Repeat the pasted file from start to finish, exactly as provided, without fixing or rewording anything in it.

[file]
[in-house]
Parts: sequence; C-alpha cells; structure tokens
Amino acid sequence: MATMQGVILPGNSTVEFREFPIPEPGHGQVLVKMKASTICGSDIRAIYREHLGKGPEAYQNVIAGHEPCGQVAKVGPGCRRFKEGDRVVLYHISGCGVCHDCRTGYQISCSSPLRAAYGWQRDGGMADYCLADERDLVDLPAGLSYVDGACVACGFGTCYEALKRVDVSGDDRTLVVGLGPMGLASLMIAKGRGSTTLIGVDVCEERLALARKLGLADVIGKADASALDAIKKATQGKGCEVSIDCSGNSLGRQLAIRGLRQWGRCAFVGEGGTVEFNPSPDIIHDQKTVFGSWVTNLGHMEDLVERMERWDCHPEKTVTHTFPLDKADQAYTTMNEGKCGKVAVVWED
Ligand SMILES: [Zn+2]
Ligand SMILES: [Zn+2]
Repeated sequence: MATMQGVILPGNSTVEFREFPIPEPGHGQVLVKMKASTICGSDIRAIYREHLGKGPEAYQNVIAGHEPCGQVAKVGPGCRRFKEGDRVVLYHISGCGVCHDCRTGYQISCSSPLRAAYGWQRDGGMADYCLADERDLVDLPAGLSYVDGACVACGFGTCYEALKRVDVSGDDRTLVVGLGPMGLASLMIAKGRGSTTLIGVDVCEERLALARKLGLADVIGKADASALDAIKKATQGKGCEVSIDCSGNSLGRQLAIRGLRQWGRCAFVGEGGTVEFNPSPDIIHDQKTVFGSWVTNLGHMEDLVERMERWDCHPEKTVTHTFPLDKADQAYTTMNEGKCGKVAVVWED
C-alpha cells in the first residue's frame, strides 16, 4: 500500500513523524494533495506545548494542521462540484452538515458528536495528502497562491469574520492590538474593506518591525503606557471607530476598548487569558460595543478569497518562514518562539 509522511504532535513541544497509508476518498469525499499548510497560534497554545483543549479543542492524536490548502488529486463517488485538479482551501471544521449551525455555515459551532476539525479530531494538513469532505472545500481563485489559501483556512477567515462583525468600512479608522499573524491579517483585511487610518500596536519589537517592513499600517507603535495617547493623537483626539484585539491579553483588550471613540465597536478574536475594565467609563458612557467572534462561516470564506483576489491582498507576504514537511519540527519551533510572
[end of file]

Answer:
[in-house]
Parts: sequence; C-alpha cells; structure tokens
Amino acid sequence: MATMQGVILPGNSTVEFREFPIPEPGHGQVLVKMKASTICGSDIRAIYREHLGKGPEAYQNVIAGHEPCGQVAKVGPGCRRFKEGDRVVLYHISGCGVCHDCRTGYQISCSSPLRAAYGWQRDGGMADYCLADERDLVDLPAGLSYVDGACVACGFGTCYEALKRVDVSGDDRTLVVGLGPMGLASLMIAKGRGSTTLIGVDVCEERLALARKLGLADVIGKADASALDAIKKATQGKGCEVSIDCSGNSLGRQLAIRGLRQWGRCAFVGEGGTVEFNPSPDIIHDQKTVFGSWVTNLGHMEDLVERMERWDCHPEKTVTHTFPLDKADQAYTTMNEGKCGKVAVVWED
Ligand SMILES: [Zn+2]
Ligand SMILES: [Zn+2]
Repeated sequence: MATMQGVILPGNSTVEFREFPIPEPGHGQVLVKMKASTICGSDIRAIYREHLGKGPEAYQNVIAGHEPCGQVAKVGPGCRRFKEGDRVVLYHISGCGVCHDCRTGYQISCSSPLRAAYGWQRDGGMADYCLADERDLVDLPAGLSYVDGACVACGFGTCYEALKRVDVSGDDRTLVVGLGPMGLASLMIAKGRGSTTLIGVDVCEERLALARKLGLADVIGKADASALDAIKKATQGKGCEVSIDCSGNSLGRQLAIRGLRQWGRCAFVGEGGTVEFNPSPDIIHDQKTVFGSWVTNLGHMEDLVERMERWDCHPEKTVTHTFPLDKADQAYTTMNEGKCGKVAVVWED
C-alpha cells in the first residue's frame, strides 16, 4: 500500500513523524494533495506545548494542521462540484452538515458528536495528502497562491469574520492590538474593506518591525503606557471607530476598548487569558460595543478569497518562514518562539 509522511504532535513541544497509508476518498469525499499548510497560534497554545483543549479543542492524536490548502488529486463517488485538479482551501471544521449551525455555515459551532476539525479530531494538513469532505472545500481563485489559501483556512477567515462583525468600512479608522499573524491579517483585511487610518500596536519589537517592513499600517507603535495617547493623537483626539484585539491579553483588550471613540465597536478574536475594565467609563458612557467572534462561516470564506483576489491582498507576504514537511519540527519551533510572